JCH StreetPan 400 – This has been sat on my desk for months and months, as I bought it by chance when I was in a camera shop in Bulgaria earlier in the year. I read quite a bit of how to shoot with this film, and I stuck with a general opinion of sticking to the box speed. Even so, I used the same method of exposing the images, but I found many to be quite underexposed. This produced a very low contrast, almost muddy look to many of the photos. It’s a very different look to what I’m used to from other black and white films I’ve shot, and in a lot of examples, I really like it. I think I may need to shoot a couple more rolls to get the hang of it however.

Fuji Superia Venus 800 – This was the wild card of the trip. After entering my favourite camera shop in HK (Showa in Mong Kok), hopeful of picking up a few rolls of Cinestill 800T, only to discover they were still sold out, I couldn’t leave empty handed. I settled on this one as it was another colour ISO800 film, albeit very different from Cinestill, but something I could experiment with in more overcast weather.  I was pleasantly surprised with the results, the colours are a little less saturated than Portra, but they have a very pleasant pastel tone to them. I rated the film at 800, so I was able to shoot a lot more at night than I would with Portra 400 (which I shoot at 200), and although I was still more interested in how Cinestill would look in these conditions, I’ve found a very flexible film that I can shoot with all day.

Cinestill 800T – Within two days of arriving in Hong Kong, I was scouting around for any shop that had some in stock. Luckily I found a place not far from where I was working, so one lunchtime I ran out to pick up a few rolls. It’s certainly not the cheapest film ever (I think I paid around £10 per roll), but I was certain that it would be perfect for the neon lit streets. I’ve rarely taken any photos at night with film, but this film (as well as the Fuji Superia) have changed that. The look of the photos were better than I was hoping for, and even the distinctive haloing that this film is known for, adds more character to the images. I was worried about how to expose the photos, but I shot at 800, and as usual, exposed for the darkest parts of the frame. This seemed to work perfectly.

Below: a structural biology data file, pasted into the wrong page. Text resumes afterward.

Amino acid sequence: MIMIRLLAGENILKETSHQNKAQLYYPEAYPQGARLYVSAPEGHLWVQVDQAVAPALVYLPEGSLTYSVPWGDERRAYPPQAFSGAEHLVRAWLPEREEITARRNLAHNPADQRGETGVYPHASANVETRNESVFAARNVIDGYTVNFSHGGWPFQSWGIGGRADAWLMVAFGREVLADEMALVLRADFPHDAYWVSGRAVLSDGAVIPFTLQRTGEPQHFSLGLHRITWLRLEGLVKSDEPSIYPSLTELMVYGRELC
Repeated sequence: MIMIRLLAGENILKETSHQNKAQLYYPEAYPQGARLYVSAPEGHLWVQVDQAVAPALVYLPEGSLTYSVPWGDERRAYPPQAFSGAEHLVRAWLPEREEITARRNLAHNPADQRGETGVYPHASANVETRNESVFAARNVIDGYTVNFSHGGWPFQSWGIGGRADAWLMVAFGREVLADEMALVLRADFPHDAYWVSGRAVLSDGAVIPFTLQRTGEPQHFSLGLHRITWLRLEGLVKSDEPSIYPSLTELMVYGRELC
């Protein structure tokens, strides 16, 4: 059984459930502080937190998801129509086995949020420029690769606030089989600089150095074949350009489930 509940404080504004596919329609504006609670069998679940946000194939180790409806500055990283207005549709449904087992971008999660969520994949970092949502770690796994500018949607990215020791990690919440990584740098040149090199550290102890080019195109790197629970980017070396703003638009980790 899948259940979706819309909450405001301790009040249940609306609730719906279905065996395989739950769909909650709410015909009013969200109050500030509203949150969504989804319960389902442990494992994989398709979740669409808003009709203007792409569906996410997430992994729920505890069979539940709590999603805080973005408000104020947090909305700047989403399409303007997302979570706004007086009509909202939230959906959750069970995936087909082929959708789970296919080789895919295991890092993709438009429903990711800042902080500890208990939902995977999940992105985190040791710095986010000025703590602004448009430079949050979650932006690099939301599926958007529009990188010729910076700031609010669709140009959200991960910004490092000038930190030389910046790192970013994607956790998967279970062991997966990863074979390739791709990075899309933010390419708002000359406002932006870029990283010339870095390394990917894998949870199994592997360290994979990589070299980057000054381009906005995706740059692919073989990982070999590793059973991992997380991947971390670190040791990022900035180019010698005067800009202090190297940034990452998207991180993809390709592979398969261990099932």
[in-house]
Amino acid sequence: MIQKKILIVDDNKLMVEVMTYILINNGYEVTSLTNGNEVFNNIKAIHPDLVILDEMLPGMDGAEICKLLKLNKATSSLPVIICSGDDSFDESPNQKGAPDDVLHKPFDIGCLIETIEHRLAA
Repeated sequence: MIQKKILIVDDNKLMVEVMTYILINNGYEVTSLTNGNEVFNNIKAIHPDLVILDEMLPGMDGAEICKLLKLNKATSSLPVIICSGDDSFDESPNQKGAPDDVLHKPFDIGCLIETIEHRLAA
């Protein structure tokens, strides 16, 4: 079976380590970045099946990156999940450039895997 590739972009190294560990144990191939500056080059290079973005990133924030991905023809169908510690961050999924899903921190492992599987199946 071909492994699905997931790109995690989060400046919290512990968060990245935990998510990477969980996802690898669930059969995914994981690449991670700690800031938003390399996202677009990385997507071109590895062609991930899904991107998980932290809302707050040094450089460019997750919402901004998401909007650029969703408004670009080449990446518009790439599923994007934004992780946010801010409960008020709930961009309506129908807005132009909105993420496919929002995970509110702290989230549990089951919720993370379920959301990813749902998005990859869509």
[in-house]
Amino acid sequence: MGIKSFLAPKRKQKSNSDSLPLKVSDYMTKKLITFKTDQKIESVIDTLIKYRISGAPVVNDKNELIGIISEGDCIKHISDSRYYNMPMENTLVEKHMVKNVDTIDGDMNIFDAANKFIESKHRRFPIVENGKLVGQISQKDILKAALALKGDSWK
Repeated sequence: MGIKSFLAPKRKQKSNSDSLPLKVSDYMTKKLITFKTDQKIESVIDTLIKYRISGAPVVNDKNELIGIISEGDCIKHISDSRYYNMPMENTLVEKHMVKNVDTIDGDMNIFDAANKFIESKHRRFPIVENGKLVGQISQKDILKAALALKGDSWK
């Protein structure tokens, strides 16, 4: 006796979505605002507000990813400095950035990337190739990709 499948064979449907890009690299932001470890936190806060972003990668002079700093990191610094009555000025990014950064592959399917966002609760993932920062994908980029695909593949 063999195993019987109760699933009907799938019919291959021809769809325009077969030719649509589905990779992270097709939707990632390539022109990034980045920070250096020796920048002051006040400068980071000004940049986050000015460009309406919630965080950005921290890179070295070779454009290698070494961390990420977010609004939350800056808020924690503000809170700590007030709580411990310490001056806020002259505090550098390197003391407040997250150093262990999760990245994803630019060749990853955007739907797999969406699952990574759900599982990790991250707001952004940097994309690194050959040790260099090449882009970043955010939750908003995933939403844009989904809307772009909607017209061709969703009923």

Ilford Delta 3200 – I cannot for the life of me remember where I bought this film, but again it was one collecting dust on my desk. As I was taking Kodak’s 3200 film, I thought it would be a good comparison to see which I preferred. If you really wanted to pixel peep the images, you could probably determine which has the finer grain etc etc. I just went on which images I preferred the look of. When comparing images of similar scenes, I found that the Kodak images just had a nicer tonal range, and handled the brighter regions better. I still like the results of the delta film, but if I had to choose, I would pick Kodak……based on just this one roll of each.

Kodak Tri-X 400 - There’s not much I need to say about this film. I’ve shot probably over 20 rolls over the past year, including many for my 365 project. I have tended to push it two stops in the past, but this time I wanted to see it shot at 400. I think I prefer the less punchy and lower contrast look to the pushed images, not that they are in any way bad at all. It’s a classic film, and still quite possibly my favourite black and white option.  

St Kitts and Nevis

When you hear there's an upcoming trip to the Caribbean for two weeks, you aren't exactly going to say no! I've been lucky enough to have visited a few places in the Caribbean for work, but like many of my trips, they were only brief.

On an island this small, you're never far away from the beach, and I was staying at a great little resort in the Frigate Bay area. From my room it was only a 2 minute walk to the beach itself, and there were plenty of restaurants and bars that lined the beach itself. Life on the island moves at a very different pace, and that's what I love about the Caribbean. Some things are so simple, especially the food. I'll definitely miss that for sure! For me, most mornings started out with a leisurely stroll along the beach, among the locals taking their routine morning walk and dip in the sea.